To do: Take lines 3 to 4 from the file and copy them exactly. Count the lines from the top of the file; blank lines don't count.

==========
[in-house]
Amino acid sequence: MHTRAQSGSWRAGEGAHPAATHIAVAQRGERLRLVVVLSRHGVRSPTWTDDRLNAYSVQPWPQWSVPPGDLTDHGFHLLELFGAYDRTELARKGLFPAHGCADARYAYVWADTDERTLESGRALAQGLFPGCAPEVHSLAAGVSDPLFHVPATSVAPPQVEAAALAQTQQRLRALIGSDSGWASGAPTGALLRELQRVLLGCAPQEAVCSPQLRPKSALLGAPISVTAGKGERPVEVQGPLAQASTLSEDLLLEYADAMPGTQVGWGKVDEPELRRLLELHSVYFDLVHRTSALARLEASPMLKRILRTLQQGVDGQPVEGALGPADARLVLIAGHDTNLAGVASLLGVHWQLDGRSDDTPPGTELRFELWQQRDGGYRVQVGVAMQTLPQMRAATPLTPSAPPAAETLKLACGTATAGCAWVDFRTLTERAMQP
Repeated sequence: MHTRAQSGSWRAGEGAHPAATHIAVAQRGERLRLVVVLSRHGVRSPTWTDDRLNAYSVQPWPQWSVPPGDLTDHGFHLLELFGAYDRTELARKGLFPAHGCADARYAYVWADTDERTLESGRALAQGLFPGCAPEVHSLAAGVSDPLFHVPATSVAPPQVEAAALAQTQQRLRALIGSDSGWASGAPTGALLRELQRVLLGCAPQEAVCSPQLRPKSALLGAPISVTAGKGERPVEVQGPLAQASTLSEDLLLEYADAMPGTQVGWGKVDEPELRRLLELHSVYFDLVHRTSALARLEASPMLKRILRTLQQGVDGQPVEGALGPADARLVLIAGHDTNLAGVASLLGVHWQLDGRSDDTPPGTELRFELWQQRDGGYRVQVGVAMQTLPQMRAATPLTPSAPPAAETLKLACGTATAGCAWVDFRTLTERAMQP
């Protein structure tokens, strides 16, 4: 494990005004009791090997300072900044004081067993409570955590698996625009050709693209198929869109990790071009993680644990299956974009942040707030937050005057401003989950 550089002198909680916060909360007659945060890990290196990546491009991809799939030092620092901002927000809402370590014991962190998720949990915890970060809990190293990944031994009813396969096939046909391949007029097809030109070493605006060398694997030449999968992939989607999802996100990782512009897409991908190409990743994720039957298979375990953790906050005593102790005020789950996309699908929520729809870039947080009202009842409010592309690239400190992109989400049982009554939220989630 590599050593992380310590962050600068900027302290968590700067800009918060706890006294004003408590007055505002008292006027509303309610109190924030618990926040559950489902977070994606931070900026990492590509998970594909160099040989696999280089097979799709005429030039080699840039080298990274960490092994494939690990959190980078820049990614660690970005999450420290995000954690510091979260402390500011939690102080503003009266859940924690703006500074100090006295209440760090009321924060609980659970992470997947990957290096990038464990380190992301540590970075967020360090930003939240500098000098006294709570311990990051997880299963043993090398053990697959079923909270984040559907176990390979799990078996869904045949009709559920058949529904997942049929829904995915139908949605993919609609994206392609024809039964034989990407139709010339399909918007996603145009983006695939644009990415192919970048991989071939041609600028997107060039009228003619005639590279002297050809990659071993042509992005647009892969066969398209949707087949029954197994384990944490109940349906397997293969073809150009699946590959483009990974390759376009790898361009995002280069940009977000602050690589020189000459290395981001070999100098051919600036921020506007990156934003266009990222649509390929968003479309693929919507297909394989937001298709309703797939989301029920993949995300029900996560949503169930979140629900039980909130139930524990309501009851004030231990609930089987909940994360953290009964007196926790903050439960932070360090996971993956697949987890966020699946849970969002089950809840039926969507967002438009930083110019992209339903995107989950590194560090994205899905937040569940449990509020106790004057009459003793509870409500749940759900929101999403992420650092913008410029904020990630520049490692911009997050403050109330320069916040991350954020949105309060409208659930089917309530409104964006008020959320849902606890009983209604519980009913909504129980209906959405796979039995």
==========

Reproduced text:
Repeated sequence: MHTRAQSGSWRAGEGAHPAATHIAVAQRGERLRLVVVLSRHGVRSPTWTDDRLNAYSVQPWPQWSVPPGDLTDHGFHLLELFGAYDRTELARKGLFPAHGCADARYAYVWADTDERTLESGRALAQGLFPGCAPEVHSLAAGVSDPLFHVPATSVAPPQVEAAALAQTQQRLRALIGSDSGWASGAPTGALLRELQRVLLGCAPQEAVCSPQLRPKSALLGAPISVTAGKGERPVEVQGPLAQASTLSEDLLLEYADAMPGTQVGWGKVDEPELRRLLELHSVYFDLVHRTSALARLEASPMLKRILRTLQQGVDGQPVEGALGPADARLVLIAGHDTNLAGVASLLGVHWQLDGRSDDTPPGTELRFELWQQRDGGYRVQVGVAMQTLPQMRAATPLTPSAPPAAETLKLACGTATAGCAWVDFRTLTERAMQP
């Protein structure tokens, strides 16, 4: 494990005004009791090997300072900044004081067993409570955590698996625009050709693209198929869109990790071009993680644990299956974009942040707030937050005057401003989950 550089002198909680916060909360007659945060890990290196990546491009991809799939030092620092901002927000809402370590014991962190998720949990915890970060809990190293990944031994009813396969096939046909391949007029097809030109070493605006060398694997030449999968992939989607999802996100990782512009897409991908190409990743994720039957298979375990953790906050005593102790005020789950996309699908929520729809870039947080009202009842409010592309690239400190992109989400049982009554939220989630 590599050593992380310590962050600068900027302290968590700067800009918060706890006294004003408590007055505002008292006027509303309610109190924030618990926040559950489902977070994606931070900026990492590509998970594909160099040989696999280089097979799709005429030039080699840039080298990274960490092994494939690990959190980078820049990614660690970005999450420290995000954690510091979260402390500011939690102080503003009266859940924690703006500074100090006295209440760090009321924060609980659970992470997947990957290096990038464990380190992301540590970075967020360090930003939240500098000098006294709570311990990051997880299963043993090398053990697959079923909270984040559907176990390979799990078996869904045949009709559920058949529904997942049929829904995915139908949605993919609609994206392609024809039964034989990407139709010339399909918007996603145009983006695939644009990415192919970048991989071939041609600028997107060039009228003619005639590279002297050809990659071993042509992005647009892969066969398209949707087949029954197994384990944490109940349906397997293969073809150009699946590959483009990974390759376009790898361009995002280069940009977000602050690589020189000459290395981001070999100098051919600036921020506007990156934003266009990222649509390929968003479309693929919507297909394989937001298709309703797939989301029920993949995300029900996560949503169930979140629900039980909130139930524990309501009851004030231990609930089987909940994360953290009964007196926790903050439960932070360090996971993956697949987890966020699946849970969002089950809840039926969507967002438009930083110019992209339903995107989950590194560090994205899905937040569940449990509020106790004057009459003793509870409500749940759900929101999403992420650092913008410029904020990630520049490692911009997050403050109330320069916040991350954020949105309060409208659930089917309530409104964006008020959320849902606890009983209604519980009913909504129980209906959405796979039995």